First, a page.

Vikaspuri Mahinder Yadav AAP
Rajinder Nagar Vijender Garg Vijay AAP
Deoli Prakash AAP
Burari Sanjeev Jha AAP
Sultanpur Majra Sandeep Kumar AAP
Model Town Akhilesh Pati Tripathi AAP
Madipur Girish Soni AAP
Matiala Gulab Singh AAP
Kasturba Nagar Madan Lal AAP
Greater Kailash Saurabh Bharadwaj AAP
Laxmi Nagar Nitin Tyagi AAP
Ghonda Shri Dutt Sharma AAP
Adarsh Nagar Pawan Kumar Sharma AAP
Gokalpur Fateh Singh AAP
Mangol Puri Rakhi Bidlan AAP
Matia Mahal Asim Ahmed Khan AAP
Badli Ajesh Yadav AAP
Mustafabad Jagdish Pradhan BJP
Rajouri Garden Jarnail Singh AAP
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Varanasi: The City of Bharat Ratnas – India


1 jan 2014

Varanasi: The City of Bharat Ratnas

Varanasi: The City of Bharat Ratnas

Varanasi has produced five Bharat Ratnas.

VARANASI:  Varanasi erupted in joy when the announcement of Bharat Ratna being conferred on Pandit Madan Mohan Malviya was made a week ago. One of the oldest cities of India, on the banks of the Ganga, Varanasi is also known as the capital of knowledge, a city that has produced five Bharat Ratnas.
This journey began in 1955 when the award was bestowed on Dr Bhagwan Dass, philosopher and educationist, born in Varanasi in 1869. He is widely known as the founder of Kashi Vidyapeeth, one of the oldest universities in the state. What many do not know is his role in setting up the Benaras Hindu University, with Pandit Madan Mohan Malviya, who too would go on to receive the same honour more than 50 years later.

His great grandson, Sameer Kant, says, “He was a visionary, authored several books on education. The Benaras Hindu University library has an entire section in his name.”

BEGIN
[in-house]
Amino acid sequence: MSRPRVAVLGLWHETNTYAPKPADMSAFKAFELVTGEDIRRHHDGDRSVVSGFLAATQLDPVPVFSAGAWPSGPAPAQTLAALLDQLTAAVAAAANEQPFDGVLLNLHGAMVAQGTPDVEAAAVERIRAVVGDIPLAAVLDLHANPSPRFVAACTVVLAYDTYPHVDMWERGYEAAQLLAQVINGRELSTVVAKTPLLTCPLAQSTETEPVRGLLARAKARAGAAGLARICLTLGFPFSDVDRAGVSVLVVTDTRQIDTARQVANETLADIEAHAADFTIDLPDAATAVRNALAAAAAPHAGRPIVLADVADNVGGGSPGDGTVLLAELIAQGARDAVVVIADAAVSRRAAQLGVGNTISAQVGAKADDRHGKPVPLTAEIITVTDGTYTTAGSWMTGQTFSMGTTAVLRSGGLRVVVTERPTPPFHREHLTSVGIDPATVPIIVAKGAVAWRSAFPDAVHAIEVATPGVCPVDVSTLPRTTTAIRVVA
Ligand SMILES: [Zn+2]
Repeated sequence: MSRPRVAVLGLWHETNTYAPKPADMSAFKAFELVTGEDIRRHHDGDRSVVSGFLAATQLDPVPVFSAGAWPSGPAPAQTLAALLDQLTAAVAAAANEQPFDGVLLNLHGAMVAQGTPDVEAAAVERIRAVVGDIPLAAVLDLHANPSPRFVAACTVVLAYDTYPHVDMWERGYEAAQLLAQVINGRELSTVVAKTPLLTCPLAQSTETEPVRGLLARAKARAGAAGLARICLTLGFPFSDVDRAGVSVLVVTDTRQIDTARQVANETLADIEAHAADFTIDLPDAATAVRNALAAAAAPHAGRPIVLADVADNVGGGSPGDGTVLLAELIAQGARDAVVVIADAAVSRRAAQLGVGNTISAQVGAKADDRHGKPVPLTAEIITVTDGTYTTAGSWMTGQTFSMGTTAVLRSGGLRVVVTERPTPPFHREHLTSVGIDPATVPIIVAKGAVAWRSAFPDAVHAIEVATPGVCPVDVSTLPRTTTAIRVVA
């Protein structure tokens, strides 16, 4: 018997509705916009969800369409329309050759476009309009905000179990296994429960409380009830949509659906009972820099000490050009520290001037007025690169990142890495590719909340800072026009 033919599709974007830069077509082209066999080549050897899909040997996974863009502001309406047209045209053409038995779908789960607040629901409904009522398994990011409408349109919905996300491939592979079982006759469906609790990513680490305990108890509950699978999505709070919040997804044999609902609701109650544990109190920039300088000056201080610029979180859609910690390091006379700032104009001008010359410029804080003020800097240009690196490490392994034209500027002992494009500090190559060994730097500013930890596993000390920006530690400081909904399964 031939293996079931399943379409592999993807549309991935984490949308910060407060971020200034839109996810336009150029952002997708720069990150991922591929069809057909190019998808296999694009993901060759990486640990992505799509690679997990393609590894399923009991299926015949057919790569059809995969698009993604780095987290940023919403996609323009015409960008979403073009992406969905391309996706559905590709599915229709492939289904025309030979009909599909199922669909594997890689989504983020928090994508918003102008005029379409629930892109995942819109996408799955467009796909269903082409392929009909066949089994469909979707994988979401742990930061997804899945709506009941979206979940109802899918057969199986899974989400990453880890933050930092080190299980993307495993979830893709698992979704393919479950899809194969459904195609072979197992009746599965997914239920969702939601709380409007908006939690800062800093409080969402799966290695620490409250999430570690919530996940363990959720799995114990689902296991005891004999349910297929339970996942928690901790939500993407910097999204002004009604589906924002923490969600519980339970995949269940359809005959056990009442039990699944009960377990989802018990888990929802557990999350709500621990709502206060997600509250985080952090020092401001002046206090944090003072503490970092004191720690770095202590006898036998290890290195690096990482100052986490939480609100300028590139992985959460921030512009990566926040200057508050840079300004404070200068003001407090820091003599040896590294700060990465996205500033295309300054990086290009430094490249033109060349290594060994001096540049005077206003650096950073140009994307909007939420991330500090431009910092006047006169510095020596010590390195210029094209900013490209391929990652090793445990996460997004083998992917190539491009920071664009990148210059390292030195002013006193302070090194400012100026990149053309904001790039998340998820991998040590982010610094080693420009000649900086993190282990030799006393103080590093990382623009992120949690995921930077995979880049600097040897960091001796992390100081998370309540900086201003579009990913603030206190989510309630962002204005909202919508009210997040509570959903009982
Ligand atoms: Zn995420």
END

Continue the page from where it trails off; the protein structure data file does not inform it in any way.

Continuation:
Next up on the illustrious list is India’s second Prime Minister, Lal Bahadur Shastri, who coined the iconic ‘Jai Jawan Jai Kisan’ slogan.

In 1999, another Benaras boy, sitar exponent Pandit Ravi Shankar was awarded the title. He is credited with taking Hindustani classical music to the world.

Two years later in 2001, another musical genius, Ustad Bismillah Khan got the honour. Though Khan was not born in Varanasi, the shehnai maestro made the narrows lanes of the city his home from a very young age. Nine years after his death, the strains of his Shehnai still continue to resound in the city.

Two other Bharat Ratna awardees, born in South India, were closely associated with the city. Dr S Radhakrishnan who was Vice Chancellor of Benaras Hindu University for nine years, going on to become India’s second President. Bharat Ratna awardee scientist Dr CNR Rao received his Masters in Chemistry from Banaras Hindu University.

The latest to join this list is the University’s founder, Pandit Madan Mohan Malviya. While he was born about 150 kilometres away from Varanasi, in the city of Allahabad, for the people of the city he is one of their own. His biggest legacy to the city was the establishment of the Banaras Hindu University in 1916, one of the largest in the country. He spearheaded the institution from 1919 to 1939 as its Vice Chancellor. His association with the city continued when he died in the city in 1946.

Girish Chandra Tripathi, the current Vice Chancellor of Benaras Hindu University says the city had always been India’s cultural capital. “All the markers of a society – be it education, science, politics or music, were in ancient Kashi and remain till today, thus preserving its rich legacy.”

A rich legacy which has stood the test of time.

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VR Krishna Iyer, a Legendary Judge, Dies at 100 – India


8   dec  2014

VR Krishna Iyer, a Legendary Judge, Dies at 100

VR Krishna Iyer, a Legendary Judge, Dies at 100

File photo: Justice VR Krishna Iyer (PTI photo)

KOCHI:  Vaidyanathapura Rama Krishna Iyer, a legend in Indian judiciary, died today at a Kochi hospital of multiple organ failure. He was 100. A visionary, many of his judgements on issues like human rights and environment protection were later turned into law by Parliament.

Prime Minister Narendra Modi tweeted:

Born in Palakkad in Kerala, Justice Iyer made the unusual transition from politician to judge – he was a legislator and the law minister in 1957 in Kerala’s first Left government. In 1968, he became a judge in Kerala before being appointed to the Supreme Court in 1973.